Initially, the group met on the sidewalk in front of the Montreal Maison Symphonique. Twenty or so minutes after 6 p.m. officers from across the street came by and announced that they would respect the “protestors’ right to demonstrate,” but they would not “tolerate any criminal activity or the obstruction of traffic.”

Afterwards,  the demonstrators voted to move across the street and sit directly in front of SPVM’s doors; where a dozen or so officers were blocking entrance. Silently and peacefully, the protestors sat down right in front of the officers – for almost four hours.

Check out our report below to hear more about and from the protest. In addition, you can see photos from the event, as well.

In our second FTB Podcast, we discuss Printemps 2015, Quebec’s new student protest against austerity. Also, the role of the US, the UN and austerity in the coup in Ukraine. Plus, our first Montreal Community Calendar.

Host: Jason C. McLean
Producer: Hannah Besseau

    Panelists

Katie Nelson: anarchist, student, #manifencours participant

Der Kosmonaut: poet, political philosopher, geopolitical analyst, blogger @ der-kosmonaut.blogspot.com

Drew Wolfson Bell: sports Editor at the McGill Daily, third-year Education student

Microphone image: Ernest Duffoo / Flickr Creative Commons

Last Tuesday on November 11, 2014, more than thirty people gathered in front of the Mexican Consulate in Montreal to hold a solidarity vigil for the 43 students who went missing on September 26 in Ayotzinapa.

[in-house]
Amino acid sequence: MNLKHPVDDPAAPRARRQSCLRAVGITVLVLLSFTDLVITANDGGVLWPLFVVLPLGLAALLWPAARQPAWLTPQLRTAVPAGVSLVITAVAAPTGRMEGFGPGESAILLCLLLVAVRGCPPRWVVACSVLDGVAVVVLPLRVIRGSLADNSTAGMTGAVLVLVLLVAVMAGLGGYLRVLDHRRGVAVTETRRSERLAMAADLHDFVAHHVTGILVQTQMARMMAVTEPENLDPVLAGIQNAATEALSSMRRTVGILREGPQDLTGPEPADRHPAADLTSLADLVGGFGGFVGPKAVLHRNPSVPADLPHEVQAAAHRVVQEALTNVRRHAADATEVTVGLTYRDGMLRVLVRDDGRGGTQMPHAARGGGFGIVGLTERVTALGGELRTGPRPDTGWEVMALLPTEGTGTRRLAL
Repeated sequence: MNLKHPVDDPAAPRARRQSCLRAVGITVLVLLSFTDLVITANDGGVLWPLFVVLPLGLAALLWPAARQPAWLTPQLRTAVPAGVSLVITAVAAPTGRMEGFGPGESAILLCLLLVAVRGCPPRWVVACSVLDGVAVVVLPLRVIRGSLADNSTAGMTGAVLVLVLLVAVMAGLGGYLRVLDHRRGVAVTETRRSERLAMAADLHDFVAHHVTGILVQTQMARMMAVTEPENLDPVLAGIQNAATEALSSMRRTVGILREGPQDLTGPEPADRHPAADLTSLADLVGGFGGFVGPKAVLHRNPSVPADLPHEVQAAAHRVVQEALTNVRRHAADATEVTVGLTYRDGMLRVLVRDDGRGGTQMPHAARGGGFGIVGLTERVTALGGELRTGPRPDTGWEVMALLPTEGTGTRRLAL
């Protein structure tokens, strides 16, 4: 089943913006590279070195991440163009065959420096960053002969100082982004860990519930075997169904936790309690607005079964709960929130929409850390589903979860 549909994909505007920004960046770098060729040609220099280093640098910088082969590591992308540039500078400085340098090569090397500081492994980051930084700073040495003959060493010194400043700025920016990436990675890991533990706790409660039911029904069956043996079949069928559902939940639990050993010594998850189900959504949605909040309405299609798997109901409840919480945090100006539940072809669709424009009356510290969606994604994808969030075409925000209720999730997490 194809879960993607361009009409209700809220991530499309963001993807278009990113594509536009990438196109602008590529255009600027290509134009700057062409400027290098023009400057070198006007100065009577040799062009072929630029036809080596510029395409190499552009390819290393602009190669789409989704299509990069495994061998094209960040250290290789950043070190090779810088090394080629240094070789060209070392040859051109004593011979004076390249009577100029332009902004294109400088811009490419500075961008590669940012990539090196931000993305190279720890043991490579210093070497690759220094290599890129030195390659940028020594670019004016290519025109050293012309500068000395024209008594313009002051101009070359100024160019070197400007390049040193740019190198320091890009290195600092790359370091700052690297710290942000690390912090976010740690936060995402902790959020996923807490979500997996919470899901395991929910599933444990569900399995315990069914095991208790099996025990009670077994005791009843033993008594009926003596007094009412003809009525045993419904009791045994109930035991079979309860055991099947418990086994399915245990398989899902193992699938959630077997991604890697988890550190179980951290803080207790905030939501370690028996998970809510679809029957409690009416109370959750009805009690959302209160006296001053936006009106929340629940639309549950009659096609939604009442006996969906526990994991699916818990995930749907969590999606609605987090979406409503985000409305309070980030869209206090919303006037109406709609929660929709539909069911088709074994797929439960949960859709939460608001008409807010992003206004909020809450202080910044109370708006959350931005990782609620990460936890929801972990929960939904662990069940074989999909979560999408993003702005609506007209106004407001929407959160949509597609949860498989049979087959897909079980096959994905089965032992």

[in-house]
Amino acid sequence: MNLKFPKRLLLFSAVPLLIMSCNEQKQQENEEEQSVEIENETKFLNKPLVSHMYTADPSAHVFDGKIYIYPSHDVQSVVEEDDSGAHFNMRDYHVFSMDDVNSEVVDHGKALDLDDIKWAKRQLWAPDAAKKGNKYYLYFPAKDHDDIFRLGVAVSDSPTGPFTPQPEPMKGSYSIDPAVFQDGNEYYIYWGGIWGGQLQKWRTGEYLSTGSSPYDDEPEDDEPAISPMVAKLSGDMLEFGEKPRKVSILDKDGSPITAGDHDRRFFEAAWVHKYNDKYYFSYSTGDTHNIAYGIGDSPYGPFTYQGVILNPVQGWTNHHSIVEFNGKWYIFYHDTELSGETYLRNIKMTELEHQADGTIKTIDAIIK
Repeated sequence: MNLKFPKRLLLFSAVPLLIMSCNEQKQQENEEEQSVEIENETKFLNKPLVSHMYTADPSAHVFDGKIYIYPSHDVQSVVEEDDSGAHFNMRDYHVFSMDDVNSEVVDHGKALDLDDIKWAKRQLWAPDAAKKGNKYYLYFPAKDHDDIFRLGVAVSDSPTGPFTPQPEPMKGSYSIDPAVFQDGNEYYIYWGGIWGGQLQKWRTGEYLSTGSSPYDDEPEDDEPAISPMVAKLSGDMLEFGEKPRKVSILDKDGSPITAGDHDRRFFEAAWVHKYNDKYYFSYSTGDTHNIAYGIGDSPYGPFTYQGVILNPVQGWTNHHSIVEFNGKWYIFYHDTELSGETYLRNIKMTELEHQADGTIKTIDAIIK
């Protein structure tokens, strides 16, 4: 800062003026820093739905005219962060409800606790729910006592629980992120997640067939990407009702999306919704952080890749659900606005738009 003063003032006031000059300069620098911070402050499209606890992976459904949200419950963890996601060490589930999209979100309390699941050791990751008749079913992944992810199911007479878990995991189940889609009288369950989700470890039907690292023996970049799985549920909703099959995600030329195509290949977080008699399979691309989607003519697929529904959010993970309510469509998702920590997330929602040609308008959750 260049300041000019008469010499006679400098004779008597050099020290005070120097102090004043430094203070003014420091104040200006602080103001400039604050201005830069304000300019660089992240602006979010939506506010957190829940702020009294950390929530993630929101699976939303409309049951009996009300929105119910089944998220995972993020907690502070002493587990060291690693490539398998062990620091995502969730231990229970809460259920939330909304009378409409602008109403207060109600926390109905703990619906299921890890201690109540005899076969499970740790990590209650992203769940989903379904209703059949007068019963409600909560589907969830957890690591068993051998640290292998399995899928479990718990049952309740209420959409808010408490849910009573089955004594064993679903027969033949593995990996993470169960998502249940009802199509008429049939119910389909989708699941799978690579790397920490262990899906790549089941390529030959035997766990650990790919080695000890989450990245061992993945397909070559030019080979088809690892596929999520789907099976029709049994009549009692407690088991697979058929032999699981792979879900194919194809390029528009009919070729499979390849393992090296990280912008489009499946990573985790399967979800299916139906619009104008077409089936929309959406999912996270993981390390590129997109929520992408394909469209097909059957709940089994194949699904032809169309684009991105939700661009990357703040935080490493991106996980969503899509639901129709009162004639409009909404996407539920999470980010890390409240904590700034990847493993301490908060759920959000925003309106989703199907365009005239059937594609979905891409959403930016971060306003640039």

The students were protesting against what they considered discriminatory hiring and funding practices from the government. This was followed by a shootout with the police, after which the students were rounded up into police cars. No one has seen them ever since.

According to John Ackerman, however, government officials have confirmed the version which had previously been leaked by whistleblowers that the 43 students were burned alive for over 12 hours in an enormous bonfire without anyone intervening. Although some reports do say that the remains found did not belong to the 43 students. You can read more about details that put the events into a broader context here.

There were around 30 people at the vigil, and at least five to six police cars. At one point, the demonstrators symbolically took attendance, by calling out the names of the 43 missing students, and then responding in unison, “Present!”

“El pueblo unido jamas sera vencido,” the demonstrators also chanted. A people united shall never be defeated.

Ayotzinapa

Click on the picture above to open the image gallery. All photography by ©Bianca Lecompte.